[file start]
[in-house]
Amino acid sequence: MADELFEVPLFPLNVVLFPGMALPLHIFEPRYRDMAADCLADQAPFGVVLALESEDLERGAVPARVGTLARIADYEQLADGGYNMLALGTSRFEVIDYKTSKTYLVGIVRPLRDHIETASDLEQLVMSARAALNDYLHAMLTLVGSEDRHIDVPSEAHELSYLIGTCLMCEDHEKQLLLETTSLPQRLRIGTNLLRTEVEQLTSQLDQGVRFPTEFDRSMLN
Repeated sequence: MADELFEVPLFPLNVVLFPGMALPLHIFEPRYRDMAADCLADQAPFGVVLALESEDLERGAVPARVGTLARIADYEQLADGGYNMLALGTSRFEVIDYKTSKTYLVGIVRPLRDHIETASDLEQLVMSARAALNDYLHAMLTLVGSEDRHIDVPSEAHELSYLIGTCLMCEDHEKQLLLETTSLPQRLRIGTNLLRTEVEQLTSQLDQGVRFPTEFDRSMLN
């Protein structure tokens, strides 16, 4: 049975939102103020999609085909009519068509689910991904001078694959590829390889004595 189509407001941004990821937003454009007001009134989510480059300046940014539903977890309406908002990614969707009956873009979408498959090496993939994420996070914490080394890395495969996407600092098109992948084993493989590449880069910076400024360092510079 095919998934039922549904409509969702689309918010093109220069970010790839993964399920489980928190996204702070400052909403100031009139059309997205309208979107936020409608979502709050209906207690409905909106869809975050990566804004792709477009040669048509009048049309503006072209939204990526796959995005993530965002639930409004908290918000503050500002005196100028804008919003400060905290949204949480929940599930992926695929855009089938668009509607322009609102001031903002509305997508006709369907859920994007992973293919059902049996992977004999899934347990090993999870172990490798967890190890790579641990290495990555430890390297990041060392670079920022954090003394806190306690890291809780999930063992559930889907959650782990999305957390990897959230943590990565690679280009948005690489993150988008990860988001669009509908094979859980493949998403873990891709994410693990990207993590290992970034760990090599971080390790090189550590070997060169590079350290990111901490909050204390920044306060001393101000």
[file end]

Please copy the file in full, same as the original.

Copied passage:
[in-house]
Amino acid sequence: MADELFEVPLFPLNVVLFPGMALPLHIFEPRYRDMAADCLADQAPFGVVLALESEDLERGAVPARVGTLARIADYEQLADGGYNMLALGTSRFEVIDYKTSKTYLVGIVRPLRDHIETASDLEQLVMSARAALNDYLHAMLTLVGSEDRHIDVPSEAHELSYLIGTCLMCEDHEKQLLLETTSLPQRLRIGTNLLRTEVEQLTSQLDQGVRFPTEFDRSMLN
Repeated sequence: MADELFEVPLFPLNVVLFPGMALPLHIFEPRYRDMAADCLADQAPFGVVLALESEDLERGAVPARVGTLARIADYEQLADGGYNMLALGTSRFEVIDYKTSKTYLVGIVRPLRDHIETASDLEQLVMSARAALNDYLHAMLTLVGSEDRHIDVPSEAHELSYLIGTCLMCEDHEKQLLLETTSLPQRLRIGTNLLRTEVEQLTSQLDQGVRFPTEFDRSMLN
């Protein structure tokens, strides 16, 4: 049975939102103020999609085909009519068509689910991904001078694959590829390889004595 189509407001941004990821937003454009007001009134989510480059300046940014539903977890309406908002990614969707009956873009979408498959090496993939994420996070914490080394890395495969996407600092098109992948084993493989590449880069910076400024360092510079 095919998934039922549904409509969702689309918010093109220069970010790839993964399920489980928190996204702070400052909403100031009139059309997205309208979107936020409608979502709050209906207690409905909106869809975050990566804004792709477009040669048509009048049309503006072209939204990526796959995005993530965002639930409004908290918000503050500002005196100028804008919003400060905290949204949480929940599930992926695929855009089938668009509607322009609102001031903002509305997508006709369907859920994007992973293919059902049996992977004999899934347990090993999870172990490798967890190890790579641990290495990555430890390297990041060392670079920022954090003394806190306690890291809780999930063992559930889907959650782990999305957390990897959230943590990565690679280009948005690489993150988008990860988001669009509908094979859980493949998403873990891709994410693990990207993590290992970034760990090599971080390790090189550590070997060169590079350290990111901490909050204390920044306060001393101000």